July 3, 2018 By Joseph P. Farrell

During our last quarterly wrap-up, Catherine Austin Fitts and I briefly discussed the Korean situation, and I advanced the hypothesis that what we were watching unfold was a complete remaking of the geopolitics and financial politics of northeastern Asia and Siberia. I advanced the idea that North Korea would advance along this agenda in fits and starts, two steps forward, one back. Nor could one expect otherwise. I also argued that a non-nuclear North was a win-win situation for everyone.

Moreover, central to my speculations were two key factors: South Korea, and Japan, both of which shoulder enormous industrial plants, and have virtually no internal energy sources that are not nuclear in nature. And for both countries in the wake of the Fukushima disaster, conventional fission energy technologies in the earthquake prone region do not look as "inviting" as they once did. China, too, faces a similar dilemma, for although it does have large rivers and hydrodynamic energy sources available, these will simply not meet its energy needs for its growing industrial plant. And Iran - one of China's close allies - is currently unstable as popular resistance grows to its Islamist regime. (And frankly, I don't think for a moment that Russia or China would be sorry to see that regime go, save only if it was replaced by an American puppet, and given their influence in the region, that may be somewhat, though not entirely, unlikely).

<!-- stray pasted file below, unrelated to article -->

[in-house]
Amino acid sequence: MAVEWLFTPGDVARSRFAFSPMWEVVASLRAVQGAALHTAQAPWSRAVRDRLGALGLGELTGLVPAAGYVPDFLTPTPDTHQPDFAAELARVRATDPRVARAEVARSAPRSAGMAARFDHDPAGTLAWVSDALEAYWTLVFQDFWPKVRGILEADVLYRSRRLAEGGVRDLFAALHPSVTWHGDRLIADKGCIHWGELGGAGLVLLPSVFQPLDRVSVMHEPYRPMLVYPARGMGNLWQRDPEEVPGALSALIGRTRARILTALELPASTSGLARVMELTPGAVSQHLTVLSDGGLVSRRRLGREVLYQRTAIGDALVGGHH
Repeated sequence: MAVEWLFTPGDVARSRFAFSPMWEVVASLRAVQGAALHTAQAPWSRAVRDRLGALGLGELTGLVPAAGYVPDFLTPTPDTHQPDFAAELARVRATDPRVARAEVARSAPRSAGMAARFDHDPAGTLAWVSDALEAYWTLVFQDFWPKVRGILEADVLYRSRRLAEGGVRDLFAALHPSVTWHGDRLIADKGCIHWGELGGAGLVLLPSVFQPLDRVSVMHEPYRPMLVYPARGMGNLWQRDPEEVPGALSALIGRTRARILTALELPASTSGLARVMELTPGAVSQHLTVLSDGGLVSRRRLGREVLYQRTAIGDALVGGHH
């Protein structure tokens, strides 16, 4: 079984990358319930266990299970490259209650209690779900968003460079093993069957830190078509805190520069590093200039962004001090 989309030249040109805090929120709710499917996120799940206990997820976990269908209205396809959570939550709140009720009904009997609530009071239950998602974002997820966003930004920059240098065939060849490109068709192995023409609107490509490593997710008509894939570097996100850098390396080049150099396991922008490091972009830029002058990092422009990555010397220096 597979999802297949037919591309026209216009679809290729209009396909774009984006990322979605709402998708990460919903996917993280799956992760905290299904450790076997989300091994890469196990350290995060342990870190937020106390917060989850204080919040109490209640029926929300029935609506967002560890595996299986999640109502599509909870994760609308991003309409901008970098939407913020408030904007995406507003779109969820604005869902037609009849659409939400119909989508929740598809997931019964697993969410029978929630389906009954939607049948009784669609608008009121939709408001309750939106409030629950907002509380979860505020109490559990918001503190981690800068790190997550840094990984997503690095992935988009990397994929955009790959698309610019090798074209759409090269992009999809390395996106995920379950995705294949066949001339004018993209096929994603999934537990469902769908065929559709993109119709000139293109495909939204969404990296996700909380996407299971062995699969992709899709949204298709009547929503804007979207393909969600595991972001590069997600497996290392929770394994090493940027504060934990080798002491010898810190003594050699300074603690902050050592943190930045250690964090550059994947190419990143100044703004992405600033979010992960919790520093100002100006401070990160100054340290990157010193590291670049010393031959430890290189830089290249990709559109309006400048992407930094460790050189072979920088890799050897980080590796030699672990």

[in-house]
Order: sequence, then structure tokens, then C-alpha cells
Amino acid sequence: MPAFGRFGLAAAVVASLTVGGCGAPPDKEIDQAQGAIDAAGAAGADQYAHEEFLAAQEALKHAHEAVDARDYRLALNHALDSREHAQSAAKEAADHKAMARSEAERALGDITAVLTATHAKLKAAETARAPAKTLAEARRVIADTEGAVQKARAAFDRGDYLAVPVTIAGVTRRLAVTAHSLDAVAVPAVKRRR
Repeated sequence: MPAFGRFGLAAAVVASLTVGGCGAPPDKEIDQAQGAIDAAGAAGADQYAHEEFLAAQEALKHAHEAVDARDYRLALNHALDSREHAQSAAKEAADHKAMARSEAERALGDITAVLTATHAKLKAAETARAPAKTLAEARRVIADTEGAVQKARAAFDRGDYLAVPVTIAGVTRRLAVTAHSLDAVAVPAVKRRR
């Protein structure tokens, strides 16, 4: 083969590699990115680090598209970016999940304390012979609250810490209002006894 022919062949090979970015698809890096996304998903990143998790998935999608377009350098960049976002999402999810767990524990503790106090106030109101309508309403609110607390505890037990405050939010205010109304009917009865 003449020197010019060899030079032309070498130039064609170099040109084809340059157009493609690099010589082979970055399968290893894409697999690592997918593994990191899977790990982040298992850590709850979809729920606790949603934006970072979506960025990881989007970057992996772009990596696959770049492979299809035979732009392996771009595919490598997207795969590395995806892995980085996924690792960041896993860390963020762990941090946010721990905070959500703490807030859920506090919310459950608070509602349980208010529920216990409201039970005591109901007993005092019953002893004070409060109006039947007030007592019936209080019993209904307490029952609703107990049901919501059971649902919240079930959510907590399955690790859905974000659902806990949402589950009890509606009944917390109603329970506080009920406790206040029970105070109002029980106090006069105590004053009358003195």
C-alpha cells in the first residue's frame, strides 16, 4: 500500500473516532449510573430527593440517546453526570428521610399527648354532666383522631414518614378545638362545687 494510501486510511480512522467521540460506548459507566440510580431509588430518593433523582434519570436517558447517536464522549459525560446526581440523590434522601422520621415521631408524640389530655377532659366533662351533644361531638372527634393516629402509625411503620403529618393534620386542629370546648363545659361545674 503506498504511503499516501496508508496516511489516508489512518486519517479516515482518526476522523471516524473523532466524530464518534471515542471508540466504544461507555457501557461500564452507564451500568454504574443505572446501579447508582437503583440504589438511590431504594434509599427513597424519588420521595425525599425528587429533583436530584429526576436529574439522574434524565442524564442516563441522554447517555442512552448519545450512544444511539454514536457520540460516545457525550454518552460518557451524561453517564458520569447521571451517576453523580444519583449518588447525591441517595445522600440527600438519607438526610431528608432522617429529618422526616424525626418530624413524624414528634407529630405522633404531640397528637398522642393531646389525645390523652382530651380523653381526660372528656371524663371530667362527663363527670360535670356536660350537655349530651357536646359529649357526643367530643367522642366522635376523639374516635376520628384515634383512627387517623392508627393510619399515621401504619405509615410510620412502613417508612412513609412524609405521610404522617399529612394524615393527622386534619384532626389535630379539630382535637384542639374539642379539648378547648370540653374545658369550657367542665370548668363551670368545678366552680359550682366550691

But back to Korea: both Korea's need energy, China needs energy, Japan needs energy. And there's one country, close by to all, that has energy - and lots of it - and it needs trade, markets for that energy and other products, and money: Russia. Oddly enough, China, South Korea, and Japan have lots of money, too. On this basis, I advanced the hypothesis for Ms. Fitts' Solari quarterly wrap- up that what we may be witnessing is the creation of a special kind of "neutral zone", where the Korea's would reunify under strict conditions. In a way, I suspect, given the realities of this situation, that there is little any American administration could do to prevent this from happening in the long run, short of a military intervention in the North. That intervention, given the confluence of interests by the other major powers in the region, could damage American relationships with them for the long term, and drive South Korea and Japan further away.

With that in mind, Mr. E.O. sent along this article, which basically is arguing the same thing:

EurasiaHeadline News South Korea ready for ‘unification’ with North through Russian pipeline

I suspect, however, that there's more high octane speculation to be had here, than my original "read" of the geopolitical situation. Much has been made of Mr. Trump's visit to the Forbidden City in Beijing, the first western head of state (supposedly) accorded the privilege and honor. According to some internet analysts, Mr. Trump there secretly met with Mr. Kim and, with Mr. Xi's cooperation, Mr. Trump arranged the current deal subsequently revealed in Singapore. The upshot of these analyses is that Mr. Trump is a genius deal-broker and that Mr. Xi and the other players in the area were just along for the ride. Indeed, he may be a genius deal-maker.

But given that coalescence of geopolitical interests between China, Russia, Japan, and the two Korea's, I have to wonder if, rather, Mr. Trump was simply presented with a fait accompli.

The truth probably lies somewhere between "genius" and fait accompli, but what that truth is we have yet to see, but my wager is that it involves the upcoming summit with Mr. Putin, and how Russia, China, and the USA are going to deal with the situation in Iran...

...just a guess, pure speculation, but as always, time will tell...

...see you on the flip side...